Principal Supervisor: Prof Sébastien Perrier - Department of Chemistry
Co-supervisor: Prof Chris Dowson - SLS
PhD project title: Polymer Conjugated Cyclic Peptide Nanotubes as Next Generation Antibiotics
University of Registration: University of Warwick
Antimicrobial peptides (AMP) are effective antibacterial agents which target the phospholipid membranes of bacteria. The key of their activity resides in an optimal amphiphilic balance, that enables them to insert into the negatively charged bacterial membrane, which ultimately leads to pore formation, membrane disruption and bacterial cell death. Unfortunately, bacteria have developed resistance to AMPs by modifying their membrane chemistry (charge, hydrophobicity, fluidity, membrane proteins), or by increasing the secretion of proteases that degrade AMP, thus lowering their effect and limiting their applications.1
Cylic peptide nanotubes (CPNT) are a special class of AMPs which have shown great promises as anti-bacterial agents.2 CPNT have the potential to overcome bacterial resistances, as they can easily be modified to address changes in the physical properties of the bacterial membrane, and are less sensitive to proteolytic cleavage due to their cyclic alternating D-/L-structure. However, their high tendency to aggregate and low selectivity between bacterial and mammalian cells has hampered their use as antibiotics.
Recently, we have shown that by attaching a hydrophilic polymer shell to CPNT, aggregation can be prevented to form water soluble tubes, compatible with biological systems, which do not interfere with bacterial membranes.3 Therefore, by introducing a cleavable linker between the polymeric shell and CPNT it is possible to prevent the interaction of the peptide with bacterial membrane until the polymer is released, and the peptide activity is switched on, thus achieving controlled toxicity. Non-aggregating polymer-CPNT conjugates should show low overall biological activity, while cleavage of the polymeric shell should result in biologically active systems. Furthermore, by mixing various types of peptides polymer conjugates it is possible to easily generate libraries of CPNT with a range of physical properties, thus increasing the difficulty for bacteria to develop resistance.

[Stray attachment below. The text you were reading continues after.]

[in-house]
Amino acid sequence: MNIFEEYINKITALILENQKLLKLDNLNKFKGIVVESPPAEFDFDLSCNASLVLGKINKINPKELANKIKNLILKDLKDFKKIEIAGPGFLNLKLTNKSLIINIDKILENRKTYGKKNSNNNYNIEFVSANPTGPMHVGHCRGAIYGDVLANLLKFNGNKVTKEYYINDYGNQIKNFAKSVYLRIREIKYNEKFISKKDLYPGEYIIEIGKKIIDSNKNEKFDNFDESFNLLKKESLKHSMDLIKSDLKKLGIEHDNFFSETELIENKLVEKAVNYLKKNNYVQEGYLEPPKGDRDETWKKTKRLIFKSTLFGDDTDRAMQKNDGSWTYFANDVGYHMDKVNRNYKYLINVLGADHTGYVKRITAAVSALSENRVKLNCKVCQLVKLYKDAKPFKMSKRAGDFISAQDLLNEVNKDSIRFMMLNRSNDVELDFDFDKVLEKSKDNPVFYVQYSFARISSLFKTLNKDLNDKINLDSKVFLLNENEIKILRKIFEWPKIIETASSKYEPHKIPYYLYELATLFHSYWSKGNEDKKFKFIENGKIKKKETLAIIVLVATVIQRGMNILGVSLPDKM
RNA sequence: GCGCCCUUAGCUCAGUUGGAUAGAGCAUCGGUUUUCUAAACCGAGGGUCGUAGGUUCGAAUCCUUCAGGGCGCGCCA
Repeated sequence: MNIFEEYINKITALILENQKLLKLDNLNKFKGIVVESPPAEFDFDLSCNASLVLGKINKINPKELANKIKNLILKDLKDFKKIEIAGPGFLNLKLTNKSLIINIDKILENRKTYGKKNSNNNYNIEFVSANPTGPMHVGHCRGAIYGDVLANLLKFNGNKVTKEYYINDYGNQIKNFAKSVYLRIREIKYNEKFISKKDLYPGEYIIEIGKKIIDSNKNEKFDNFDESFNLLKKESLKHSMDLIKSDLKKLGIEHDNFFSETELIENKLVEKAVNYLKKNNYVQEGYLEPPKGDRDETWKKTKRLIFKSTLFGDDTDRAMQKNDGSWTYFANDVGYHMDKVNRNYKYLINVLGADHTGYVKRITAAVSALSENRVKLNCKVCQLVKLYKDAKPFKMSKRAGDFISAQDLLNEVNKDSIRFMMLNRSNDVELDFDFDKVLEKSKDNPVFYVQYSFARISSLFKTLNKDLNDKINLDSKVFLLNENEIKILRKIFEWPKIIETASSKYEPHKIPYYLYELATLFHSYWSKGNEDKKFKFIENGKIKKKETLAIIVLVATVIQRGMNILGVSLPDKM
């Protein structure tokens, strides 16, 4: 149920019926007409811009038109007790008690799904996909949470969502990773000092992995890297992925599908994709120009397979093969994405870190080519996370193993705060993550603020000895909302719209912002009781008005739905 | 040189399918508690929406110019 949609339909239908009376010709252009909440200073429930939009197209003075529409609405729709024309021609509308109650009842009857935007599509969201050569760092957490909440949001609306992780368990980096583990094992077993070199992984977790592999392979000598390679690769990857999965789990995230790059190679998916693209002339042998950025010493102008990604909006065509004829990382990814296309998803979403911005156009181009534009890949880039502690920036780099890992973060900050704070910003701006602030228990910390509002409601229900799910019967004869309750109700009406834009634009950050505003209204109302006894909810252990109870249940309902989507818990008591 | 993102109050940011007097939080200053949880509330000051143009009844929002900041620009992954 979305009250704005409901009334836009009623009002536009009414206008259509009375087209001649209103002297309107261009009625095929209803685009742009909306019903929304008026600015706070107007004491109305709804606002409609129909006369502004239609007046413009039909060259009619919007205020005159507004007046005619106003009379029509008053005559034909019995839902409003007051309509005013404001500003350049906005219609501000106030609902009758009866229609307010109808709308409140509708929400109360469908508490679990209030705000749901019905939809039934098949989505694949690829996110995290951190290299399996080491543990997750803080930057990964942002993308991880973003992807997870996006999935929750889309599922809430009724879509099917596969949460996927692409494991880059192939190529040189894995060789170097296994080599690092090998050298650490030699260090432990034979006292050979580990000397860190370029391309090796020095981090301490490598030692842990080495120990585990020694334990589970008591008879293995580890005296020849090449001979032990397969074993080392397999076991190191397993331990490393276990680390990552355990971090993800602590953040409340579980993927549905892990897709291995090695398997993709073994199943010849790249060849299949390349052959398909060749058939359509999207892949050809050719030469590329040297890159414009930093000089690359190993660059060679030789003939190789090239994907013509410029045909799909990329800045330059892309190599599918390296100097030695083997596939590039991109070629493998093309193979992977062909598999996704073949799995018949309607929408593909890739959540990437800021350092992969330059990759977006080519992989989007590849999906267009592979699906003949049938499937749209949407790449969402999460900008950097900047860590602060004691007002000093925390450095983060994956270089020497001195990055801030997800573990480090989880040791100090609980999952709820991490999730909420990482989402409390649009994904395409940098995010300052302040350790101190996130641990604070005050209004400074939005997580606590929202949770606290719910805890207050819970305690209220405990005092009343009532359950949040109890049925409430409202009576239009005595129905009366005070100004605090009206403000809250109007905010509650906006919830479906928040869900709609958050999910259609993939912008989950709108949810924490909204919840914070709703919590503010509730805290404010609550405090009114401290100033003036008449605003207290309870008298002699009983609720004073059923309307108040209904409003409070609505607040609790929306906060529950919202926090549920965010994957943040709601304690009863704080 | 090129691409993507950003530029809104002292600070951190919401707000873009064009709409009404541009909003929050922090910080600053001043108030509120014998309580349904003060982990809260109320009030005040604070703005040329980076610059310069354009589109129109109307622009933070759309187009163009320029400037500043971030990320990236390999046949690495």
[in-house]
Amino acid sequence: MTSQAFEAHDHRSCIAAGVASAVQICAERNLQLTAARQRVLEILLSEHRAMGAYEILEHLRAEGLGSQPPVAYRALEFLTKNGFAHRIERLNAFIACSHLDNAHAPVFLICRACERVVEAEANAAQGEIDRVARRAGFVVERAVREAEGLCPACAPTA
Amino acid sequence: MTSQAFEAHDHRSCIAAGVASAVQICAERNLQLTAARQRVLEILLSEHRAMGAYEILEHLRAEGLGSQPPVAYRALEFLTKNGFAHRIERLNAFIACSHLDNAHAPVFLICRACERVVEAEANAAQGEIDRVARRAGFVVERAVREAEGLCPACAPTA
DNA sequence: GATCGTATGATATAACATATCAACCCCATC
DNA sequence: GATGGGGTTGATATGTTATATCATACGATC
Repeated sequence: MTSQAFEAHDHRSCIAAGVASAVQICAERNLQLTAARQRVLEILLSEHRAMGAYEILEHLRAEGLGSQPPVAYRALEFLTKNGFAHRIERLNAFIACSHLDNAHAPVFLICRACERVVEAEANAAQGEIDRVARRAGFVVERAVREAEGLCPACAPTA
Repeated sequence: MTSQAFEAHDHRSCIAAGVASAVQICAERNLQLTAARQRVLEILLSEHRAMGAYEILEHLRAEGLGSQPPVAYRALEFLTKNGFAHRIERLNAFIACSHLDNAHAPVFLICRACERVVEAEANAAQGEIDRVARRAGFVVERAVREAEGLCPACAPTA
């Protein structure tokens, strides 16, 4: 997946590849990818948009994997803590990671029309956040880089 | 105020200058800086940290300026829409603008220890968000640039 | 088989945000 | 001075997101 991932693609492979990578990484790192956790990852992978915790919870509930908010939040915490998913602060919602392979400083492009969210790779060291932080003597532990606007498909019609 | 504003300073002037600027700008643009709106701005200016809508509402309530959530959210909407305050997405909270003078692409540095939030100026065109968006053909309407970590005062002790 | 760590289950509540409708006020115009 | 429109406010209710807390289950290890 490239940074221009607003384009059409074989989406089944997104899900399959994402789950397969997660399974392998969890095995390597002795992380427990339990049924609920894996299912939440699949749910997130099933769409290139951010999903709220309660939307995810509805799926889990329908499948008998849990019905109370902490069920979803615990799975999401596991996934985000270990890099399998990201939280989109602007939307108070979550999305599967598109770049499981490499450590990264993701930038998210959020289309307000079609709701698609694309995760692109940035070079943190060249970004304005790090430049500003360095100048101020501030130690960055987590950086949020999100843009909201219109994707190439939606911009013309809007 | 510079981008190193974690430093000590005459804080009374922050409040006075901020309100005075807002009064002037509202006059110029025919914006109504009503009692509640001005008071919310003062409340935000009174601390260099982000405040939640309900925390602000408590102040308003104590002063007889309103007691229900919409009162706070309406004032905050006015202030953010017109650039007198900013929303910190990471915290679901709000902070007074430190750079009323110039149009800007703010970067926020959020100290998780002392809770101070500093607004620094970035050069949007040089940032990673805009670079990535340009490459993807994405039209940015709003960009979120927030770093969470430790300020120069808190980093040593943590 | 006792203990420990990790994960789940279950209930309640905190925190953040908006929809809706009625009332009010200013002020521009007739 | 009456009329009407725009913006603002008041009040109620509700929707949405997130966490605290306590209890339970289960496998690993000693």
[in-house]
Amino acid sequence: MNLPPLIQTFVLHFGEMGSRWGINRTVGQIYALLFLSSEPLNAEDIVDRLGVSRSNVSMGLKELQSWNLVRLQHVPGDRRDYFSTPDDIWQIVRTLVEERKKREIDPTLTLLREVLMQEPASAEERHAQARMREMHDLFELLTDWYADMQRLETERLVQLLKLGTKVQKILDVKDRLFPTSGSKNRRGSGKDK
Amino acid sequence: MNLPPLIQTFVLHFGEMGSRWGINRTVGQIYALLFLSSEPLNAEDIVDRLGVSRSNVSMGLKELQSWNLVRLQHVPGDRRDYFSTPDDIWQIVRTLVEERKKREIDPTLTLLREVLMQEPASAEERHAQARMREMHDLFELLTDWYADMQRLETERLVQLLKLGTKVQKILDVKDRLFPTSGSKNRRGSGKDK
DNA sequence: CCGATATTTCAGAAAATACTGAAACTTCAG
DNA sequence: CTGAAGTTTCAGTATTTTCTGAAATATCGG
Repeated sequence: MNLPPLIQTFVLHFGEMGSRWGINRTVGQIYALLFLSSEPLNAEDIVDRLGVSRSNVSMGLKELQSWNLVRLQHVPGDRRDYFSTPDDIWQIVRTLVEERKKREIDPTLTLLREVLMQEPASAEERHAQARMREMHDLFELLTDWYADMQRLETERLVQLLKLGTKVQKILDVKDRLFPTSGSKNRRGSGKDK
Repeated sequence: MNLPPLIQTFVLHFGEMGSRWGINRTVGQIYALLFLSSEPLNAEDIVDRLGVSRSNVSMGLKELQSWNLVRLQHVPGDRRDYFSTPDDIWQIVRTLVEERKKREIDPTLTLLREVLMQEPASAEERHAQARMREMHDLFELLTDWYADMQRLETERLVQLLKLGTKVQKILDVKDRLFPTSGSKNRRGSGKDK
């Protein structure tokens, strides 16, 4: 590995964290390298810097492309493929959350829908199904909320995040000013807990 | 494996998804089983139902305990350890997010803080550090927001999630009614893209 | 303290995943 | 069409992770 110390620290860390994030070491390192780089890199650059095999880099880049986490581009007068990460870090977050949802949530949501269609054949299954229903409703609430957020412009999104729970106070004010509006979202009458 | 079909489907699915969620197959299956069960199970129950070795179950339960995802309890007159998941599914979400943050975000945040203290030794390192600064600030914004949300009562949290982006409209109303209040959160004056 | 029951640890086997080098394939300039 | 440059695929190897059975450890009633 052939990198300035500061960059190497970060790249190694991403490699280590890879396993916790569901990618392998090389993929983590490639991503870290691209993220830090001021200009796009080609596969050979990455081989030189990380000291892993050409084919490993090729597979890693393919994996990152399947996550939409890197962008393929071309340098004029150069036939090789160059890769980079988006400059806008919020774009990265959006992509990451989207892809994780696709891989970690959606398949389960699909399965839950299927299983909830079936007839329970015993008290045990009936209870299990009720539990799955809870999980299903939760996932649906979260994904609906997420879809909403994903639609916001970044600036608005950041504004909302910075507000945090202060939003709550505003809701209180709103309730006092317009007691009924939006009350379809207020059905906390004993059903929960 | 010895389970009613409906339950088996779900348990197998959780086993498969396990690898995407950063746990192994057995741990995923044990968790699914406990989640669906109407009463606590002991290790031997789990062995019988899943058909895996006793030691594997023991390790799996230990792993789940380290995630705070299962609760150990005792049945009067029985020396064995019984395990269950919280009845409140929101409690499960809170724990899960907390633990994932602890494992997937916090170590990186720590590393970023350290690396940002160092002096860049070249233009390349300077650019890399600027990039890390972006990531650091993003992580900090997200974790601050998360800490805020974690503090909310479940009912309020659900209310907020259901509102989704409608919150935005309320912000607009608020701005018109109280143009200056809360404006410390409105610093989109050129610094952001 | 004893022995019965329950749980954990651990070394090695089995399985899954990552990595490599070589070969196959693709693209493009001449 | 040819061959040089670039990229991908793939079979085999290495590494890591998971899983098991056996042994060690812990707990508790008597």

We aim to test the effect of CPNTs in different bacterial strains, and achieve trigger controlled toxicity upon cleavage of the polymer shell. A small library of CPNT varying the amphiphilic balance will be synthesized, based on previously reported antibacterial sequences.4 Biocompatible polymers showing stealth behavior (Poly(2-ethyl-2-oxazoline) will be attached using stimuli responsive linkers (i.e. disulfide bonds). Both, non-conjugated CP (pure and mixed) as well as polymer conjugates are to be tested regarding their toxicity towards mammalian cells and different bacteria strains. Their membrane activity will be assessed using bacterial membrane models (phospholipid vesicles).
The project should allow us to demonstrate the activation of polymer-CPNT systems upon cleavage of the polymer shell, and to explore libraries of CPNT formed in situ as a strategy to overcome drug resistance. The successful outcome of the project will lead to the design of selective systems that are effective against specific strains of resistant bacteria; i.e. by generating membrane active CPNT upon activation by proteases secreted by bacteria like pseudomonas aeruginosa (pseudolysin).
- K.A. Brogden, Nature Rev. Microbiol. 2005, 3, 238-250.
- Ghadiri et al., Nature 2001, 412, 452-455.
- B. S. Perrier et al. Chem. Eur. J. 2014, 20, 12745-12749.
- Ghadiri et al., Chem. Eur. J. 2007, 13, 4008-4013.
BBSRC Strategic Research Priority: Molecules, cells and systems
Techniques that will be undertaken during the project:
The project will combine materials, chemical and biological techniques:
- Polymer and nanoparticle synthesis
- Solid-phase peptide synthesis
- Labelling of nanoparticles
- Bioconjugation techniques
- Polymer / nanoparticles characterization techniques: GPC, SLS and DLS, SAXS, SANS, TEM, SEM, DCS.
- Small molecules characterization techniques: NMR, IR, UV, Fluorescence.
- Maintenance of several human cancer cell lines
- MIC and Haemolysis
- Study of materials interaction with bacteria
Contact: Prof Sébastien Perrier, University of Warwick